Why is half of the Colosseum broken

The Colosseum of Rome, which has only survived as a ruin, is still the largest amphitheater ever built in history. It has a great symbolic character for the representation of the ancient Roman Empire and is still one of the most important landmarks of the city. The name Colosseum has only been passed down since the 8th century and probably comes from a colossal statue that stood a few centuries in front of the building. The Romans themselves referred to the building as the Flavian Amphitheater (Flavian Amphitheater), derived from the Flavian dynasty.

Rome ruled as early as 29 BC. About a stone amphitheater, which stood on the Marsfeld and was significantly smaller than the later Colosseum. Since it was soon no longer able to meet the requirements, it was replaced by a wooden theater by Nero in 57 AD. A short time later (64 AD) the stone building fell victim to the great fire of Rome, while the wooden theater probably remained standing for some time.

When Emperor Vespasian seized power after the bloody Four Emperor Year (69 AD), he wanted to set an example and demonstratively give back to the people the area that Nero had a few years earlier with his new palace complex (Domus Aurea - The Golden House ) had usurped. In the area of ​​the palace gardens, he therefore planned an amphitheater that would overshadow all previous buildings and bring eternal glory to the ruling family of the Flavians. Financed, among other things, by the gold treasure looted from the Temple of Jerusalem in AD 70, construction work began on the Flavian amphitheater in AD 72.

To this day, the Colosseum is considered an architectural and logistical masterpiece. It had a total of 80 different entrances, four of which were reserved for the upper class and the emperor. The arrangement of the entrances, the numerous stairs and the surrounding corridors enabled the facility to be filled and cleared quickly - a system that is still used in modern stadium construction.
Overall, the Colosseum is 156 meters wide and 188 meters long, so it has the shape of an ellipse. The height of the structure is 48 meters, plus cellars and a meter-thick foundation. In ancient times there was space for 50,000 spectators in the arena, which means that the facility could well compete with modern football stadiums.

Emperor Vespasian could no longer see the completion of the building; he died in 79 AD when the Colosseum was about to be completed. His son Titus, who succeeded him and was only to rule for 26 months, had the honor of inaugurating the amphitheater in the early summer of 80. To mark the occasion, he hosted hundred-day games like the city had never seen before. During the first few days, the arena, which at that time had no basement, was completely flooded to re-enact naval battles. Furthermore, there were numerous gladiator fights, infantry fights and animal baiting, to which around 5,000 animals fell victim during the celebrations alone.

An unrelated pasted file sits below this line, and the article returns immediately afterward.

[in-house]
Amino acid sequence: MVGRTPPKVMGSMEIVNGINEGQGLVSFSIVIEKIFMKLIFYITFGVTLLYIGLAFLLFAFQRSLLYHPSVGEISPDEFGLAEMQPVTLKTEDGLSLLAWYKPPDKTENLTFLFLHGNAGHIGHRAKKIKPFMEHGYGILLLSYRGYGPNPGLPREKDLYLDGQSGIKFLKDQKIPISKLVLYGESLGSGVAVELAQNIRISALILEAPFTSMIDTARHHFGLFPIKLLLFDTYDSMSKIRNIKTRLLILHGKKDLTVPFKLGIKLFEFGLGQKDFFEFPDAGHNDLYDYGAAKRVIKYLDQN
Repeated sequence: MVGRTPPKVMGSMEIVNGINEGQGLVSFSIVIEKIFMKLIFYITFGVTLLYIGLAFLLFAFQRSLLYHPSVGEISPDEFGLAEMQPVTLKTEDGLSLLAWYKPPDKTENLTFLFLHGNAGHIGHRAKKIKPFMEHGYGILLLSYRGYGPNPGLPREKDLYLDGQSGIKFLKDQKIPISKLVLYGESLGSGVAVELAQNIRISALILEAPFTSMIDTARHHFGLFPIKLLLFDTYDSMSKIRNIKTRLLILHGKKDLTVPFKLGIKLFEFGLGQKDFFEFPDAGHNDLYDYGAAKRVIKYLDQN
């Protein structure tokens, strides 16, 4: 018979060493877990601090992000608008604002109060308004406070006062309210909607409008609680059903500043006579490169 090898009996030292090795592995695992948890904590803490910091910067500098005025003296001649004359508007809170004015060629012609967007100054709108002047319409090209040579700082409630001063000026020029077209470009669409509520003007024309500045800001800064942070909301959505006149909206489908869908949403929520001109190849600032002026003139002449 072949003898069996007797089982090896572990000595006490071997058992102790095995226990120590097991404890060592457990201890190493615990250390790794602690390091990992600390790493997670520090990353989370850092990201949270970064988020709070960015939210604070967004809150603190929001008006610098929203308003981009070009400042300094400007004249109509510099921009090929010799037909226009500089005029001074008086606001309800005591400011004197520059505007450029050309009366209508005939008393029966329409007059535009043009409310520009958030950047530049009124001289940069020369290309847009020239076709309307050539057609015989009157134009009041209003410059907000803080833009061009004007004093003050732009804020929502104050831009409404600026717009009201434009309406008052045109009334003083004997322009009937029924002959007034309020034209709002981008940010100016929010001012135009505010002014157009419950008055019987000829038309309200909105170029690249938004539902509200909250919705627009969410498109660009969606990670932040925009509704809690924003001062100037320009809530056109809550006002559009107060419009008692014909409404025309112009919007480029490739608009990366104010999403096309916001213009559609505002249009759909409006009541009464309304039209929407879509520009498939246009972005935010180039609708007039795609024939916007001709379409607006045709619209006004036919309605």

The Colosseum retained its importance in the centuries that followed. From then on it was a permanent venue for all kinds of cruel games, with gladiatorial and animal fights being particularly popular. However, it is very controversial whether there were also executions around amphitheaters. What is certain is that every free resident of Rome had free admission to the events.
Only after the Christianization of the Roman Empire was gladiator fights fundamentally called into question, especially since Christians were banned as gladiators. The first restrictions came under Emperor Honorius (395-423 AD), as he had the gladiatorial games forbidden, at least formally. Nevertheless, financed by senators, they continued to be held until around AD 435. After that, the Colosseum continued to be used for animal baiting, which was continued by the invaded Ostrogoths until the year 523.

At the end of the 6th century, the Colosseum had lost its original meaning for good. In the meantime Rome had suffered a lot, was devastated by wars and had only a few inhabitants. Many of the remaining city dwellers now even set up living spaces in the Colosseum.
The Colosseum was badly damaged by severe earthquakes in 847 and 1349. Renovation work was no longer carried out at this time, instead the building even served as a quarry for popes and ruling families in the Middle Ages.

When Pope Benedict XIV ordered the preservation of the Colosseum in 1744, only the northern half of the former facade was preserved, as we still know the ruin today. From then on, the Colosseum served as a sight and admiration for Roman architecture increased. During the Middle Ages, the former purpose of the building was not even known to most of the people.
From the 19th century, the building was also examined archaeologically in order to gain knowledge about the former amphitheater and the Romans. Under Mussolini, the street "Via dell'Impero" was realized from 1924 to 1932, which runs straight towards the Colosseum and thus moved the building into the center of attention. Unfortunately, many ancient relics worth preserving were simply destroyed when the road was built.

Today the Colosseum, although it is only a ruin, has again the meaning it deserves. It has become the symbol of the city and is also a symbol for all of Rome. Every year the building attracts several million tourists. It has also found a place on the reverse of the Italian 5 cent coin.